During a week in which the vice president was a touch slow in explaining that he mistook lawyer for fowl, it seems like a natural to ( groaner alert) take a shot at an aspect of public posturing more relevant to investors.
Only a day after news broke that Mr. Cheney spread buckshot into a friend, The Business Press Maven got a question from a reader, Joseph Michael Shay, about to what degree a company is obligated to swing from the chandeliers to tell everyone and his brother about a Securities & Exchange Commission investigation.
The Business Press Maven had to answer that being coy is not necessarily corrupt, though as a shareholder I would always tread carefully with the less-than-talkative.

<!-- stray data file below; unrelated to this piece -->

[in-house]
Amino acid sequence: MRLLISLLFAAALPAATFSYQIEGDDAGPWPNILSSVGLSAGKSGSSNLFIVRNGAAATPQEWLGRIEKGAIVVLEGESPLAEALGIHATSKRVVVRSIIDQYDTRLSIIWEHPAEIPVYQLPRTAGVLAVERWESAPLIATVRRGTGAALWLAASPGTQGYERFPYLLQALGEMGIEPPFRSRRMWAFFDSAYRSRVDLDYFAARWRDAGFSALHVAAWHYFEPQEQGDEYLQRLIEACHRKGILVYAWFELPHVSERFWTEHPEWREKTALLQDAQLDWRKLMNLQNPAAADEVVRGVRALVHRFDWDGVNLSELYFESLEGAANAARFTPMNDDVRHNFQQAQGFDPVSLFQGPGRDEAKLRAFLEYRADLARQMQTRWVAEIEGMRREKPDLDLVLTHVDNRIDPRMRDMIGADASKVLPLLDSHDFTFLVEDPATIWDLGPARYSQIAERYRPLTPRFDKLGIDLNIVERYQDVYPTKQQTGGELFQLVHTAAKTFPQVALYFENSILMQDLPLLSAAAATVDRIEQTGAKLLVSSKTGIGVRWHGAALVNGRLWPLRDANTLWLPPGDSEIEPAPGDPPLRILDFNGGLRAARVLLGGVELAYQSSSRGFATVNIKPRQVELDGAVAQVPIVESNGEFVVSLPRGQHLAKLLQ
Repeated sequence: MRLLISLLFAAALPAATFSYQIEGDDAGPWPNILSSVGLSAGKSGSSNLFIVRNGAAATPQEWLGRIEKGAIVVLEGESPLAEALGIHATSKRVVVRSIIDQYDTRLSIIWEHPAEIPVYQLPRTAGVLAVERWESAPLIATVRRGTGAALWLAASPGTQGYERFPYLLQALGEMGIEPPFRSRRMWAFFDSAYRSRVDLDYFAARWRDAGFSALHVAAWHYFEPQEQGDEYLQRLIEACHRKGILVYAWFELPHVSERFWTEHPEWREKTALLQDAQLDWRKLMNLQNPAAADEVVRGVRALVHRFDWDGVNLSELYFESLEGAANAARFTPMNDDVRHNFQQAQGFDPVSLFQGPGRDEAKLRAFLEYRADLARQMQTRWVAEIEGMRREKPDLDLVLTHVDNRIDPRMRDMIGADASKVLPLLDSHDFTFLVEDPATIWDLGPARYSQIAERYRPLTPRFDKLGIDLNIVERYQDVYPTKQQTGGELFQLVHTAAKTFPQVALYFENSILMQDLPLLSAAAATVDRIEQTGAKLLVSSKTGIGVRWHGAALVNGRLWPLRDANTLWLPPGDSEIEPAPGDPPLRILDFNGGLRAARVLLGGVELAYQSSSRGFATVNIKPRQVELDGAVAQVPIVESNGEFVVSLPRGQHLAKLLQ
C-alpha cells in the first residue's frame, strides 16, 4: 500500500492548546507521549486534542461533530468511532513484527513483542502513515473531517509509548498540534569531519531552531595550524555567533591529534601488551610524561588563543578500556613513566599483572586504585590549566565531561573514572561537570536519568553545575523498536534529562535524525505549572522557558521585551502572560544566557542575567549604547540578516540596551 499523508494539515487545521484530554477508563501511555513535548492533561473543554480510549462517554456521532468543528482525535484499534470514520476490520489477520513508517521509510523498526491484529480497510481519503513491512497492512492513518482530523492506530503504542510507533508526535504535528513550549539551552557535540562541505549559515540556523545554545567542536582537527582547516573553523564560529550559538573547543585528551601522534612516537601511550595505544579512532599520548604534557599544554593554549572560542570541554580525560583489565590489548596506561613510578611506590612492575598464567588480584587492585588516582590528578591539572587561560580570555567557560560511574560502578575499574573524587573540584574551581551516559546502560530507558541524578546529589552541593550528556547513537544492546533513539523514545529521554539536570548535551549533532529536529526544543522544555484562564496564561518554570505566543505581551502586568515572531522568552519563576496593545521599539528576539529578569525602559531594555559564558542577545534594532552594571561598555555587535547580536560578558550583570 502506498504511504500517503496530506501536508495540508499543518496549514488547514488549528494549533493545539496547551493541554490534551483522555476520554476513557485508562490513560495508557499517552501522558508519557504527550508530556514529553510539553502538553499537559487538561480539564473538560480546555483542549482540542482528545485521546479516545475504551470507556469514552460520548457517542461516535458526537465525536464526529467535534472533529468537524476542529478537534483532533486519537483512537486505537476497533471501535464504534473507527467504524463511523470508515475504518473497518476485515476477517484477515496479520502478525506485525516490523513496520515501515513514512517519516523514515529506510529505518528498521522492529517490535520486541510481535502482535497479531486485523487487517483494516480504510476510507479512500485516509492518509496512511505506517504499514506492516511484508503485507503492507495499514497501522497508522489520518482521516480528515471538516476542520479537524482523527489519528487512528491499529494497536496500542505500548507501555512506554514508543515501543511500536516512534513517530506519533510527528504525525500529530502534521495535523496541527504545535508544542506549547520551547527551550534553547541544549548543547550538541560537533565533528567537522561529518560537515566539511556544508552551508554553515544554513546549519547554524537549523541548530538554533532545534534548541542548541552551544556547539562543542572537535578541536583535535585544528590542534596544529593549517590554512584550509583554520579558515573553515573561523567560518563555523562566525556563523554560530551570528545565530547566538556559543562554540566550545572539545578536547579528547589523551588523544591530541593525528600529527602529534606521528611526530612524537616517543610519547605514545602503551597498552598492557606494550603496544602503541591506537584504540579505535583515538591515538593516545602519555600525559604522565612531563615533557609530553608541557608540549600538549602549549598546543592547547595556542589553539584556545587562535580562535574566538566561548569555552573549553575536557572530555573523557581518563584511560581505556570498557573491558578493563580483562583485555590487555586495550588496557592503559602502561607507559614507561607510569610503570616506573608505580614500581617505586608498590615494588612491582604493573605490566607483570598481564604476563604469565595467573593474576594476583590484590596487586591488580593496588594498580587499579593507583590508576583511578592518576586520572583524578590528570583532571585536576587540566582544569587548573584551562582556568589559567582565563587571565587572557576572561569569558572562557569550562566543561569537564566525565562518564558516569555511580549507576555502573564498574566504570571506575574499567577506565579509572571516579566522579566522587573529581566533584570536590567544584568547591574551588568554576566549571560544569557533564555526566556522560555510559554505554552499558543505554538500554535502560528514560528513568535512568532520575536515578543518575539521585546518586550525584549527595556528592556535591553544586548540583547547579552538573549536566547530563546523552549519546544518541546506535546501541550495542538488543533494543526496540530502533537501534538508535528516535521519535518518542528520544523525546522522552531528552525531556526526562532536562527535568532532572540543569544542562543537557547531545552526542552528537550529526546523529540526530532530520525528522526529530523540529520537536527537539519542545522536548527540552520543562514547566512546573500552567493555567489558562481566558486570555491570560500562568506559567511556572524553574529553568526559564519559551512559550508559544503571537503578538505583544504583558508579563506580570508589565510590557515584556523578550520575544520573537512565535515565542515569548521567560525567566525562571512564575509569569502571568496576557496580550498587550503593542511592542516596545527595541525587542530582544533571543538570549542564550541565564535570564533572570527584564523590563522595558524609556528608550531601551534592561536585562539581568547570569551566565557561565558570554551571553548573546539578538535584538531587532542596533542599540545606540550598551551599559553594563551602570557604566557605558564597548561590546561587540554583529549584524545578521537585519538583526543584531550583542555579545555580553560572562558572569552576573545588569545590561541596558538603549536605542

But let's back up, careful of our fellow hunters.China Natural Resources (CHNR), an outfit that filed an 8-K on Feb. 9 that included a little ditty about how heavies from both the SEC and NASDAQ have came a-knockin', requesting information about trading activity in the company's shares prior to a late January acquisition. The Business Press Maven tried to contact China Natural Resource for comment but did not hear back. While the company must make account of the news in its filings and not lie in conversations with investors about the little men with magnifying glasses combing over the home office, Mr. Shay essentially asked why the company was not required to bang the drums to investors about the news. To their credit, many companies start with a press release and, within strict limits from their lawyers, go from there. The laundered truth of the press release is always suspect, and trying to weave the less-than-innocuous little fact that 'the fuzz wuz here' into words on the wire is quite a dark art. But it only costs a fistful of change and is often a good first step toward semi-open discourse. And let's be fair: The SEC does sometimes overreach, entitling everyone to their protestations of innocence.